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Some JoCo voters are worried they haven't received mail-in ballots

Posted at 7:14 PM, Oct 30, 2018
and last updated 2018-10-30 20:14:27-04

OLATHE, Kan. — Tuesday marked the deadline for Johnson County voters to apply for a mail-in ballot.

For the upcoming election, Michael Kay from Overland Park chose to have his ballot mailed to him, so he could have enough time to review the candidates.

"Particularly judges. You have no clue whatsoever. They’re just on there," Kay said.

He submitted his request online on Oct. 16 without any problems.

A week went by and nothing came in the mail, so he called the Johnson County Election Office who told him it's out of their hands and they confirmed that the batch was sent to the post office on Oct. 19. 

As of Tuesday, he still hasn't received his ballot. 

Election Commissioner Ronnie Metsker walked 41 Action News through the process.

Once absentee ballot applications are processed, the ballots are printed on demand.

Employees audit each ballot envelope, which have a special label for the U.S. Postal Service.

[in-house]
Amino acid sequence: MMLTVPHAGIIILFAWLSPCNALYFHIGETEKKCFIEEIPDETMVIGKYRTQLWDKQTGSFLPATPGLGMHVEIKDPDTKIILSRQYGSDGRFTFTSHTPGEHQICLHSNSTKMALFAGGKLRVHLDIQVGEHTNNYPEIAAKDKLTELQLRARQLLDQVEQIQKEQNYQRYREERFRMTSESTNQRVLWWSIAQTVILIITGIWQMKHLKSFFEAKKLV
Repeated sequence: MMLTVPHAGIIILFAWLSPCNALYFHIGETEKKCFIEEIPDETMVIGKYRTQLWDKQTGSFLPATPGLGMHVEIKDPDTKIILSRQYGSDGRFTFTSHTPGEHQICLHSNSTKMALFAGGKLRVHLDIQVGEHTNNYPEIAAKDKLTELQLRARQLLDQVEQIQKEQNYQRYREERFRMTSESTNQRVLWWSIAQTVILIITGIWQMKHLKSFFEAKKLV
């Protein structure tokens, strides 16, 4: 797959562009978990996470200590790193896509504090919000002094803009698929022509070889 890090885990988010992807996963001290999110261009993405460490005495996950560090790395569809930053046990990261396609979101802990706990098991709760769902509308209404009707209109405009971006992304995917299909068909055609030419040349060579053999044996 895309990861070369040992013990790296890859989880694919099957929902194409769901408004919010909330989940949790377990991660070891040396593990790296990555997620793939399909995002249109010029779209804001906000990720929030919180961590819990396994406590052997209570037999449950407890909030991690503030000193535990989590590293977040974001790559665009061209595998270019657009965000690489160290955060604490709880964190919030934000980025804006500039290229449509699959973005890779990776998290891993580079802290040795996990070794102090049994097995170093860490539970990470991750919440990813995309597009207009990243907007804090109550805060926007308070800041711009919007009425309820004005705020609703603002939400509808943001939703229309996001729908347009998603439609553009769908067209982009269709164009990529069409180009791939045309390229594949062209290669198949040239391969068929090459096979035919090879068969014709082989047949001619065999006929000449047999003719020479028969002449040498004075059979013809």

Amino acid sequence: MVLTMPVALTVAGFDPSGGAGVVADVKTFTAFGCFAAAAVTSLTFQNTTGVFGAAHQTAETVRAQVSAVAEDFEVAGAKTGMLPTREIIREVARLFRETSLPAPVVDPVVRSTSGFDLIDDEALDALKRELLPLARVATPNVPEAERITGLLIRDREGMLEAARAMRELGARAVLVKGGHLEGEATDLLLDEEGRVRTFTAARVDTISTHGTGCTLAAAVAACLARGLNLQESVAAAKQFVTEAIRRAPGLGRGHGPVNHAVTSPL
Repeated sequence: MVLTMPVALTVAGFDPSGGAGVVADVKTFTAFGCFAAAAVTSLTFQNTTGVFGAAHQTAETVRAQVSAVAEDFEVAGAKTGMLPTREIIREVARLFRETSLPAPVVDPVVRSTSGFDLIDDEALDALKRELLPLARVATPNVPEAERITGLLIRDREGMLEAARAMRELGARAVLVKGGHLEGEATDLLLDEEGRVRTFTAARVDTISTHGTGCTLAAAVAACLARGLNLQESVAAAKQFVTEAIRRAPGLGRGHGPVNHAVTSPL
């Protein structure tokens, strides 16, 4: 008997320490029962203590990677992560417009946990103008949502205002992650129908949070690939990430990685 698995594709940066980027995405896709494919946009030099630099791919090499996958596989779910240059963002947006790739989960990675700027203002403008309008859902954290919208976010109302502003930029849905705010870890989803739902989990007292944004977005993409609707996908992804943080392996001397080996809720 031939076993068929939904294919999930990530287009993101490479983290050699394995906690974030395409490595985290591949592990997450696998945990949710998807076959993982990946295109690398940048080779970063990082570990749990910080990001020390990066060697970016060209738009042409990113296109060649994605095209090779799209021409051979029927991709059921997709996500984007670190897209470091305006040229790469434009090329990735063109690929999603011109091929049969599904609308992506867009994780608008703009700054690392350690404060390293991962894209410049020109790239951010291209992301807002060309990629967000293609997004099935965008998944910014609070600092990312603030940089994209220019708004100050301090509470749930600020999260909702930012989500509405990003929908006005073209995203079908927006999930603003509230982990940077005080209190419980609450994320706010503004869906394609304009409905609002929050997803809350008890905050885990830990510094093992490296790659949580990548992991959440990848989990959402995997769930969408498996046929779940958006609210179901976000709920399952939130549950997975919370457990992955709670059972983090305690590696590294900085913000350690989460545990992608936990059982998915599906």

"In theory, that’s supposed to alert them but when we have such sluggish performance on many occasions, such as this illustration, it makes it difficult for us to be totally in charge of our success," Metsker said.

A USPS spokesperson sent 41 Action News the following statement:

"The Postal Service is committed to being a partner in the execution of elections via absentee voting in Johnson County and the entire State of Kansas. We have partnered with the Johnson County Election Board to process and deliver nearly 50,000 absentee ballots for the 2018 election. The U.S. Mail serves as a secure, efficient and effective means for citizens and campaigns to participate in the election process. While it is not possible to track the absentee ballot intended for the customer, we apologize for his inconvenience."

-Stacy St. John

Corporate Communications

Meanwhile across the state line, some Kansas City, Missouri voters are sending their absentee ballots to the wrong election office.

"People tend to believe that those election authorities services everybody, so if you sent it to the Jackson County Election Office that just as good to Kansas City," Lauri Ealom, one of the directors at the Kansas City Election Board said.

That error has election officials scrambling

"We’re just having people running back-and-forth and delivering to the surrounding election authorities," Ealom said.

As for Kay, he now plans to go to vote in person. He’ll have to use a provisional ballot but Metsker said it will be counted.

If you have an absentee ballot and are worried it might be delivered on time, there's a new option.

Johnson County has installed two drive-thru secure drop boxes right outside their election office along East Kansas City Road.